The Villanelle

January 30, 2018

Writing poetry takes time, deep thought, and careful attention to details. It can be remarkably tedious and difficult, especially for people who are new to writing it. The Villanelle is a form poetry that is excellent for people new to poetry due to its structured, repetitive, rhyming nature. The almost musical sound of this format and the way poems can be created with ease has made it very popular.

The Villanelle originated as a ballad-like song for people who lived in the countryside of Europe. It began to take on a structured, poetic format in France, where it was popularized by Jean Passerat. In modern times, the Villanelle is most frequently used by English speakers using the following format.


A1

B

A2

 

A

B

A1

 

A

B

A2

 

A

B

A1

 

A

B

A2

 

A

B

A1

A2

 

Each line with the same letter must end in a common rhyme, such as the “ight” sound. The lines labeled A1 and A2 are repeated throughout the poem. It is not essential to stick the format, and it can be interesting to change it and see how the meaning changes. The Villanelle can be extremely versatile, if the writer wants it to be, and allows for so many intricate ways of expression. A common Villanelle is Dylan Thomas’ “Do Not Go Gently Into That Good Night.”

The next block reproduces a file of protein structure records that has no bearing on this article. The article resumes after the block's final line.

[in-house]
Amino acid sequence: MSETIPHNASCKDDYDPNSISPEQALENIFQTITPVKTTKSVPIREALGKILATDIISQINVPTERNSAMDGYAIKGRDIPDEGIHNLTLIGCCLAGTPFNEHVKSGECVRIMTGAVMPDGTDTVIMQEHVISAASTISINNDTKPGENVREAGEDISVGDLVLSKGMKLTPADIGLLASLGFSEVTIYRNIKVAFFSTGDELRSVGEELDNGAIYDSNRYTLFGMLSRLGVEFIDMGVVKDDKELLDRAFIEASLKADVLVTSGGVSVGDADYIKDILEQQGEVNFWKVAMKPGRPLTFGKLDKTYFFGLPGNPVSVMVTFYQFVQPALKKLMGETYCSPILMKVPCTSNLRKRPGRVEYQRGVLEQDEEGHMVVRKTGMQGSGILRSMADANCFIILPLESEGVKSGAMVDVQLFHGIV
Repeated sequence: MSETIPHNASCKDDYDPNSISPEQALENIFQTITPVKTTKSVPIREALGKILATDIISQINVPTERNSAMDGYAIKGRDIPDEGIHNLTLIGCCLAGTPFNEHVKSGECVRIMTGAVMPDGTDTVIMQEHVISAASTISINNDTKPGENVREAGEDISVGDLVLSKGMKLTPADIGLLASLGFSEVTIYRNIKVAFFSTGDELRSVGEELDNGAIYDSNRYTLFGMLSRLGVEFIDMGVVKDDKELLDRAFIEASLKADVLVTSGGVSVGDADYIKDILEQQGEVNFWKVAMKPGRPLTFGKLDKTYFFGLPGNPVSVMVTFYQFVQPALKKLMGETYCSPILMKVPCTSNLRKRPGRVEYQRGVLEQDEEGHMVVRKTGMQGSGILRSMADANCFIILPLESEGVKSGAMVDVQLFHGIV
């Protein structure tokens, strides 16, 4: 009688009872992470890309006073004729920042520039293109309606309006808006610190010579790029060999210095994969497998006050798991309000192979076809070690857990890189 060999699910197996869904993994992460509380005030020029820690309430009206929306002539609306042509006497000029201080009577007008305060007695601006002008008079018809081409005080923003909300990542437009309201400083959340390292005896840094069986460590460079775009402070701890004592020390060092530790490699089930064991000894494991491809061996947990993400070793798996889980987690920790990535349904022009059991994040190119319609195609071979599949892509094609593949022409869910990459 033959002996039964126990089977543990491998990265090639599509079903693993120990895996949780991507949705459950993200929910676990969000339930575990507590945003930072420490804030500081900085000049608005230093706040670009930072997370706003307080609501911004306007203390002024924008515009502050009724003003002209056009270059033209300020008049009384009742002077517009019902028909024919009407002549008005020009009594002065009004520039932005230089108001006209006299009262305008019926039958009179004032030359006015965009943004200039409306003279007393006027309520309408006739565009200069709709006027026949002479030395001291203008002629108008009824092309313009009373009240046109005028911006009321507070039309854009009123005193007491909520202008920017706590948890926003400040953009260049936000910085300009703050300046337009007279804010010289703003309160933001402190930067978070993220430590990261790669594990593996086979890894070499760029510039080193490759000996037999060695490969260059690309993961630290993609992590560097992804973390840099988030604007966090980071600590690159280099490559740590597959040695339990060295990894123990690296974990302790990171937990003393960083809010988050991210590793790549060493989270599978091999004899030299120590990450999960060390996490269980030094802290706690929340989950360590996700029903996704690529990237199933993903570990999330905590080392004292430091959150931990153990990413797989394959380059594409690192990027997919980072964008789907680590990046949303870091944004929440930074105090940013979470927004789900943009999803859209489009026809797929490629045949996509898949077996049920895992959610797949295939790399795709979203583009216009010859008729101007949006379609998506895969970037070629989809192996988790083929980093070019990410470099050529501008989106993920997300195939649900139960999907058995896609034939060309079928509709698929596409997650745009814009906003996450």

Do not go gentle into that good night,

Old age should burn and rave at close of day;

Rage, rage against the dying of the light.

 

Though wise men at their end know dark is right,

Because their words had forked no lightning they

Do not go gentle into that good night.

 

Good men, the last wave by, crying how bright

Their frail deeds might have danced in a green bay,

Rage, rage against the dying of the light.

 

Wild men who caught and sang the sun in flight,

And learn, too late, they grieved it on its way,

Do not go gentle into that good night.

 

Grave men, near death, who see with blinding sight

Blind eyes could blaze like meteors and be gay,

Rage, rage against the dying of the light.

 

Thomas paints a picture that is vivid and interesting; the repeated lines are cleverly immersed in line after line, the meaning changing slightly every time. Even here, Thomas changes the format of the Villanelle, cutting out the second A B A2. The Villanelle can seem effortlessly beautiful, and although it is incredibly structured, it allows for the expression of a variety of thoughts and emotions.

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